Bennati et al - New Techniques for privacy preserving record linkage at large-scale social science data sets

Schnell at al - New Techniques for privacy preserving record linkage at large-scale social science data sets

  • EU regulation recommended encrypting identifiers used for linking
  • GDPR will also prevent linkage through cleartext data

A key point of this talk is that using encryption kills your ability to have any tolerance for errors in your data. The protocol being presented here is to use a two party protocol. This has been done with patient data in the past.

One suggestion is to use encrypted statistical linkage keys. You pull a random set of a substring from a larger string. This is somewhat error tolerant, but you loose data. It’s messy.

This group is working on a tool built on top of bloom filters.

They create a bi-vector representation of the original source. You can then get to n-gram similarity between two strings. This kind of encryption does persevere similarity, so is open to attack. A method of vector folding is presented as a way to throw away some of the signal to Harden against attack. They use 1-time and 2-time folding in their experiment.

Their metrics come out pretty well using this technique.

So, you can encrypt the data, while being error tolerant, but the folding leads to a high level of false-positives.

So, the idea has potential, but the talk leaves the end point a bit unproven, but It is very encouraging.

The key think on the bloom filter is that the bloom filter needs to be hashed, and that hashing has to be shared by the two parties, so this techniques is very useful for private sharing between two agreeing parties, but not useful for making encrypted data public for re-use. Still, this is an advance.

Here is a bit about (Bloom Filters)[Bloom filter - Wikipedia]

Bennati et al - Incentivised data sharing via group-level privacy-preservation

So, how do you convince people to give up their data so that you can create better services?

Sensors provide data to an aggregator. Those sensors can apply functions to the outbound messages. If the sensors increase privacy, the quality of their data goes down.

They are looking at a bottom-up approach based on network topology.

There are nodes of aggregators that roll up to a main aggregator. Each local aggregator is collecting from a collection of sensors.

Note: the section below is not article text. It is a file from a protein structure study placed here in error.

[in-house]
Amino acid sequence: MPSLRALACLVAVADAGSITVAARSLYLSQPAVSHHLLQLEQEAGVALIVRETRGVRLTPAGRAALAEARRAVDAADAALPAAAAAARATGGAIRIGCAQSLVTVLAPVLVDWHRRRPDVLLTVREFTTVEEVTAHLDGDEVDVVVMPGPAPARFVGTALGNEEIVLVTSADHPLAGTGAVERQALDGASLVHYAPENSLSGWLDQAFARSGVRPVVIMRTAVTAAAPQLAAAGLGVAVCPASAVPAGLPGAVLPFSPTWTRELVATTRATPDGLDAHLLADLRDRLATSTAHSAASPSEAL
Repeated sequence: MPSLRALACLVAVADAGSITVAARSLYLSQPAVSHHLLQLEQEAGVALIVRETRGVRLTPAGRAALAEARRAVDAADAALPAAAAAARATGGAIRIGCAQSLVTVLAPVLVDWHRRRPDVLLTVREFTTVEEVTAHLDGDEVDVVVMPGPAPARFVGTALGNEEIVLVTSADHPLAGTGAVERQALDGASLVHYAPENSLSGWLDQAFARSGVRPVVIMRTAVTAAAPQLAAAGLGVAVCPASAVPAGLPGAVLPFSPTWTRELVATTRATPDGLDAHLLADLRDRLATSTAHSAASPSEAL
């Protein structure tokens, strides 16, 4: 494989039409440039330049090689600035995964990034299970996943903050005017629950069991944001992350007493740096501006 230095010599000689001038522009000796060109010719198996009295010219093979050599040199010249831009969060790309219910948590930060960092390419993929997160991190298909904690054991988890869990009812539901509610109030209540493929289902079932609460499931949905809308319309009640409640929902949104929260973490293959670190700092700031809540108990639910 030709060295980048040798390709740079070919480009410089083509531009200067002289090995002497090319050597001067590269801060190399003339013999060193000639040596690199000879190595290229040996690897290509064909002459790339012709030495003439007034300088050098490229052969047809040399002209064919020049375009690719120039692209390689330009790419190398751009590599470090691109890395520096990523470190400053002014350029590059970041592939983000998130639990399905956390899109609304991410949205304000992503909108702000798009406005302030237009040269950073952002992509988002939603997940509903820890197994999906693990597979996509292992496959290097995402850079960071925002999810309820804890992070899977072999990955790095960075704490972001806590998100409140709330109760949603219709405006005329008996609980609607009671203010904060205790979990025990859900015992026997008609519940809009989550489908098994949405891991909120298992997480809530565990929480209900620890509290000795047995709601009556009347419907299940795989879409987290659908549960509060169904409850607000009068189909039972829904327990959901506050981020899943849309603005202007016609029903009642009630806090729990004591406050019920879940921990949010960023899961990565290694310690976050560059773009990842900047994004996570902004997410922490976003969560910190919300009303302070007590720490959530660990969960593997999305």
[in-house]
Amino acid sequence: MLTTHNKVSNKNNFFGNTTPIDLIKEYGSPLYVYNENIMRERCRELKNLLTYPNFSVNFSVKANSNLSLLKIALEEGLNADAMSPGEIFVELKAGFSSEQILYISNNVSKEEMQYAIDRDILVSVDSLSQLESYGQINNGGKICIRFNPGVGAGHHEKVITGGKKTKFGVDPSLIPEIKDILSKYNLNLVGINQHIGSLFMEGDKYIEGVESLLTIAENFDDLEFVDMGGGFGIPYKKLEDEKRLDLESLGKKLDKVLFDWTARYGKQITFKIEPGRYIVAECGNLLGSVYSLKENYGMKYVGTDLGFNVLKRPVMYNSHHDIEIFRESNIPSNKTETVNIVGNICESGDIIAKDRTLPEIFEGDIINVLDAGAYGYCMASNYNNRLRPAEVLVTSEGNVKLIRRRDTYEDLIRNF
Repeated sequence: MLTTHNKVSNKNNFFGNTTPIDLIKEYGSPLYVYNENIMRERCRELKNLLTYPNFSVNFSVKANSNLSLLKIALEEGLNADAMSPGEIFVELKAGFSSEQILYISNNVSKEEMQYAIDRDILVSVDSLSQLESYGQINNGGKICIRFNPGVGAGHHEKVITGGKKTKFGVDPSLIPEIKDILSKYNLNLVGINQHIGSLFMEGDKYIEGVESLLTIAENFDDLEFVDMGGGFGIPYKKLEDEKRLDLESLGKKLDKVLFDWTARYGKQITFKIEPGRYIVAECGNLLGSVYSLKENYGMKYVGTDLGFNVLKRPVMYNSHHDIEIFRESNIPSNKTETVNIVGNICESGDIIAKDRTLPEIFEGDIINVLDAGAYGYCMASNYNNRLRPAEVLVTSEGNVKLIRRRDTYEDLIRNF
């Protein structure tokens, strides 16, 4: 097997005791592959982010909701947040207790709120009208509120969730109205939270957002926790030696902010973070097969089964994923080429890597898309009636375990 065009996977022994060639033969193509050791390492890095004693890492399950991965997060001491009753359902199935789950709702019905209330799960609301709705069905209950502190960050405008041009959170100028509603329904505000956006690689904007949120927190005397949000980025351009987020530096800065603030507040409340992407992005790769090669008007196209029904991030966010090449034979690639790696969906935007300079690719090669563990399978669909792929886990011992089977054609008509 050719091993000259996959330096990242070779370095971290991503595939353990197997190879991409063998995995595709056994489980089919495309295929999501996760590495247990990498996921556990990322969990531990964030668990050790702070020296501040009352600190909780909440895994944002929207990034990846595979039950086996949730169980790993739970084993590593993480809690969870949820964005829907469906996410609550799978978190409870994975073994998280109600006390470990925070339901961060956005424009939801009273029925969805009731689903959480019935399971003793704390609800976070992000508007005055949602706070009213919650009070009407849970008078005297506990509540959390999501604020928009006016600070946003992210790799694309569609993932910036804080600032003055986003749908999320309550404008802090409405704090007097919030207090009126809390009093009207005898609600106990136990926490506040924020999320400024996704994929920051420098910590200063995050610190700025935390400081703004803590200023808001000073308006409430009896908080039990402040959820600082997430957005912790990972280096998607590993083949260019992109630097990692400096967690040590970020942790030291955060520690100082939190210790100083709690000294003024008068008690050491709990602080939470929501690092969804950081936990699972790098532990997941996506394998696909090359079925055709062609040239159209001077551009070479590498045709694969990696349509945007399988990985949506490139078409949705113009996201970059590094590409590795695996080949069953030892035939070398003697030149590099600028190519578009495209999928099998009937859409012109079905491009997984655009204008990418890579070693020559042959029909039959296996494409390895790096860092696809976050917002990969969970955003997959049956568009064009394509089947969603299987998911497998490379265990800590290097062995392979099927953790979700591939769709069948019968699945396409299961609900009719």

They ran simulations to look at how different parameters of the graph led to different characteristics of privacy.

They found a way to saturate privacy while not giving up on accuracy, but they have not yet checked whether people would actually adopt this kind of system to give up more of their data. This seems to me to be really one of the critical points of work like this.

Dennis Feehan and Curtis Cobb - How many people have access to the internet? (The title is longer, check out the program!)

Ok, so standing on the other side of “surveys are not dead yet” meme, there is a big graph showing that response rates to survey data are declining rapidly.

So the idea is to ask people in an inexpensive way how other people behave as a way of getting to scale, e.g. ask people on Facebook how many of their friends use the internet.

They actually collected information on Facebook! They took a random sample of people on Facebook.

There are lots of design decisions going on to make sure that respondents don’t get hit by survey fatigue. There are lots of other things going on here to help check for consistency in the reports too.

They got about 1500 people in each of six different countries.

Aside from he headline title of this talk, looking at the methodology of doing this kind or reporting on Facebook is fascinating.

They find that just under 50% of people are online in India, and in the US and UK the numbers head towards the high 80% rates.

Kashyap et al Ultrasound technology and missing women in India

They are looking for sex ratio at birth distortions. People do not want to openly talk about sex-preferential abortions. There are a lot of data issues, it’s hard to capture the footprints of the data.

They want to think about how Google might be a source of information leading to the decision path towards sex selective abortions. They looked at searches for access to ultrasound.

They tried to train data on the sex ratio\s they have, correlated with search for Ultrasound to predict sex-ratio stats in the future.

This is a really interesting talk, showing how these kinds of techniques can lead to real insight into a deep societal problem.